After testing both BS-3 and A-19 guns, the latter was selected as the main armament of the new tank, primarily because of its ready availability and the effect of its large high-explosive shell when attacking German fortifications. The A-19 used a separate shell and powder charge, resulting in a lower rate of fire and reduced ammunition capacity, both serious disadvantages in tank-to-tank engagements. The gun was very powerful, and while its 122 mm armour-piercing shell had a lower muzzle velocity than similar late-issue German 75 mm and 88 mm guns, Soviet proving-ground tests established that the A-19 could penetrate the front armour of the German Panther tank, and it was therefore considered adequate in the anti-tank role.
German Army data on the penetration ranges of the 122 mm A-19 gun against the Panther tank showed it to be much less effective when the Panther stood at a side angle of 30 degrees to the incoming round: the A-19 gun was unable to penetrate the glacis plate of the Panther at any distance, and could only penetrate the bottom front plate of the hull at 100 m. It was the large HE shell the gun fired which was its main asset, proving highly useful and destructive in the anti-personnel role. The size of its gun continued to plague the IS-2, and the two-piece ammunition was difficult to handle and slow to reload (the rate of fire was only about two rounds per minute). Another limitation imposed by the size of its ammunition was the payload: only 28 rounds could be carried inside the tank.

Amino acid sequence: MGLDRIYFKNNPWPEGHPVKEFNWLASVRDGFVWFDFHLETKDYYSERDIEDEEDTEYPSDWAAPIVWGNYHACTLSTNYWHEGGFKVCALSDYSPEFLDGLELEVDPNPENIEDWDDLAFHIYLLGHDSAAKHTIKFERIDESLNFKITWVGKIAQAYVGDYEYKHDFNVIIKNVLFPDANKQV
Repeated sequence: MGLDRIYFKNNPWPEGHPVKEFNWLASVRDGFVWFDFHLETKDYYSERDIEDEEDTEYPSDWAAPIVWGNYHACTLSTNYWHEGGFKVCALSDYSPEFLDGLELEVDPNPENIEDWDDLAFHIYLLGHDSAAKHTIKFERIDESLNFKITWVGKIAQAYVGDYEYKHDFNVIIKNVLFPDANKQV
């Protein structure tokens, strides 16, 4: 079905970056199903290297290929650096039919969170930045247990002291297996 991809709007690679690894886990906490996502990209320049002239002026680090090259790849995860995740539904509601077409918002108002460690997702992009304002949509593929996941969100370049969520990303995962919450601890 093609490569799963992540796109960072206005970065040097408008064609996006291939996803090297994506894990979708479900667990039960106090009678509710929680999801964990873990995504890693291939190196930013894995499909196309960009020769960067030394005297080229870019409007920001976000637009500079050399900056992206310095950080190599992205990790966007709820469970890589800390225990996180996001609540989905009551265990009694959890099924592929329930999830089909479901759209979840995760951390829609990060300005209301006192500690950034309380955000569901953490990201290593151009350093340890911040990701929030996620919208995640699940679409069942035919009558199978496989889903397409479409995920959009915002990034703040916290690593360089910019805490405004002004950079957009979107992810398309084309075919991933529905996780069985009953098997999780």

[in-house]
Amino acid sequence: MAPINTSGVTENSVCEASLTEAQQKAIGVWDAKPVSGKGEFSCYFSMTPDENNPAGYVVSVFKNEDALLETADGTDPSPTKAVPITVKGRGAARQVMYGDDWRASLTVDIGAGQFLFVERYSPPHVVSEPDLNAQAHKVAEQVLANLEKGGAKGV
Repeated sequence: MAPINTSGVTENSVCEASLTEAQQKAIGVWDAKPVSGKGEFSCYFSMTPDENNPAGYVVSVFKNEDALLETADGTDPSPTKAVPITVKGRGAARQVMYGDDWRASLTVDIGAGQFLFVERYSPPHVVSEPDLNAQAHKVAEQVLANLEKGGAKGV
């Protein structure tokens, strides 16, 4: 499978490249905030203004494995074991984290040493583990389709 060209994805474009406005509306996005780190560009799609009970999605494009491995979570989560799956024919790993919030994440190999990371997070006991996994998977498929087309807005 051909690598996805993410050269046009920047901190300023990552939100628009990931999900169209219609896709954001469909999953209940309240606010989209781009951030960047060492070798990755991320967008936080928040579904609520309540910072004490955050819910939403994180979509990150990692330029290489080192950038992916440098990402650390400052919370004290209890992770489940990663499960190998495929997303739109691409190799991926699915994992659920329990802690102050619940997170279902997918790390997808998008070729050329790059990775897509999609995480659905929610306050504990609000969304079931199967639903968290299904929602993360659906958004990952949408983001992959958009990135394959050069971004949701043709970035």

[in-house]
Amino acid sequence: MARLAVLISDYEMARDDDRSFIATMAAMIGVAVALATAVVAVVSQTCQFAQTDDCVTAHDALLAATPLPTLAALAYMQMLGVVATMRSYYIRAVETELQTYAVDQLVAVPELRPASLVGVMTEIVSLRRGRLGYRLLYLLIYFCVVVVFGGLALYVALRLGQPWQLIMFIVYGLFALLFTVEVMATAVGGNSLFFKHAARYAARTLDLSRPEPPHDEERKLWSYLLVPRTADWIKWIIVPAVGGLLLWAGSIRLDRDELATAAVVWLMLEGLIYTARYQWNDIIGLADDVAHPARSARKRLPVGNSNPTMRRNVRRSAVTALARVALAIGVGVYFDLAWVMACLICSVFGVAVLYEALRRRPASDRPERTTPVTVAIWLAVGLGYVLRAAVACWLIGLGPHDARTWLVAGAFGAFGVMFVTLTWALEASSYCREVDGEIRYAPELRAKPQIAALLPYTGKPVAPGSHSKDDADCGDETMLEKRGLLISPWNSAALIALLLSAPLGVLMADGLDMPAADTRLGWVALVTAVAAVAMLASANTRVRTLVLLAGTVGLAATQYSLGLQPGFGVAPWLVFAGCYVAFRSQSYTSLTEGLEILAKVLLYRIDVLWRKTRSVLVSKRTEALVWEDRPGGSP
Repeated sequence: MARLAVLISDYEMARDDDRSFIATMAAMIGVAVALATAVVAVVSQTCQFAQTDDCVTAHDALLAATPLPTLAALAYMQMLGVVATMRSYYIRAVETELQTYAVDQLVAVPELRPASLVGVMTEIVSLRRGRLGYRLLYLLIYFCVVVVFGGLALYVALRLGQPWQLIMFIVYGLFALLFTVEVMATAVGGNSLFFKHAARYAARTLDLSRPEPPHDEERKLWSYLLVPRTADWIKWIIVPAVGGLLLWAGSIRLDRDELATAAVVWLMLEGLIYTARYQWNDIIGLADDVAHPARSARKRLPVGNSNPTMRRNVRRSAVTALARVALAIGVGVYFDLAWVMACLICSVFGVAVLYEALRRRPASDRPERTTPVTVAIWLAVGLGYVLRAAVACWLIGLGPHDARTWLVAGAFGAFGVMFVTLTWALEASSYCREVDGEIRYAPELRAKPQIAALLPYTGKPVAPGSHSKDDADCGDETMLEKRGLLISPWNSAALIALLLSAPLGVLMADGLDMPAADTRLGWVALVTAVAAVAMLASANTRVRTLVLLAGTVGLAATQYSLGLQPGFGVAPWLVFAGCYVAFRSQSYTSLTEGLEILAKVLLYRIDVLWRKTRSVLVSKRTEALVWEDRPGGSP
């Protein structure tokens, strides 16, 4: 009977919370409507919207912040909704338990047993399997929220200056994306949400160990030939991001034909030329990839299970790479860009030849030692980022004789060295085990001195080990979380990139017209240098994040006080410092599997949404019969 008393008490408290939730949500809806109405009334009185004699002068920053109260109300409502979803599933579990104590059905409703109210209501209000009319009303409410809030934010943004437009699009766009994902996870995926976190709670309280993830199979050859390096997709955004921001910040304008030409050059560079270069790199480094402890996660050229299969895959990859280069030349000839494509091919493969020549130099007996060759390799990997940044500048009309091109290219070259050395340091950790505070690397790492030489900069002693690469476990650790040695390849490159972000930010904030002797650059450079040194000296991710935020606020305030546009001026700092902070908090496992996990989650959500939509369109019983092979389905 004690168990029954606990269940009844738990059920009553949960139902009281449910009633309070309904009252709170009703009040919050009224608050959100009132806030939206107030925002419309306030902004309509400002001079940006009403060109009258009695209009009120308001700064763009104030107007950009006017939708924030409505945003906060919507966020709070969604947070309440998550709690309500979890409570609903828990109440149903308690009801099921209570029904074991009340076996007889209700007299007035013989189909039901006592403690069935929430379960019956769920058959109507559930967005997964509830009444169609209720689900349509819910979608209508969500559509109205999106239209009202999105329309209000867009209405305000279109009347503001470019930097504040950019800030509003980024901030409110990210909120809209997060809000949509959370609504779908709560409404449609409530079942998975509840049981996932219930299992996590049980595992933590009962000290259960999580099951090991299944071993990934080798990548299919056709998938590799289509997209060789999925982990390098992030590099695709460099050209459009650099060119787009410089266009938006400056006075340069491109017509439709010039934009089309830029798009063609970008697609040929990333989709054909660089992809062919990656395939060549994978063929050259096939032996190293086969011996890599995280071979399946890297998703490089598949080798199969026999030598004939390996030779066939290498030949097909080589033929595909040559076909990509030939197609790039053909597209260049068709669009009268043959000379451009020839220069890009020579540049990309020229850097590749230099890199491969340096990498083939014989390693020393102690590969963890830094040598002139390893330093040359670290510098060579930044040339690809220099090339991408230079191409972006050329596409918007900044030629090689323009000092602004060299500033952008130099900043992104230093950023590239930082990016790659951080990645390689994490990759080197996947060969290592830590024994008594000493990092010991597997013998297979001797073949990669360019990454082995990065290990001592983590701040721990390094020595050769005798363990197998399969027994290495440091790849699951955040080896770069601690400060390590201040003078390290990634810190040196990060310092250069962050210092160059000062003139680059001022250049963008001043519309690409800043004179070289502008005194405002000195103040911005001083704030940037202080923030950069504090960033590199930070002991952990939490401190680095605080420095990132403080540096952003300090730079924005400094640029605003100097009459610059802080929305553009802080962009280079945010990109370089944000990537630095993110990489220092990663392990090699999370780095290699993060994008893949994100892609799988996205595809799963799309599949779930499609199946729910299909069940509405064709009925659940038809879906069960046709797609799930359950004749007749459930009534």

The IS-122 prototype replaced the IS-85, and began mass production as the IS-2. The 85 mm guns could be reserved for the new T-34-85 medium tank, and some of the IS-1s built were rearmed before leaving the factory, and issued as IS-2s.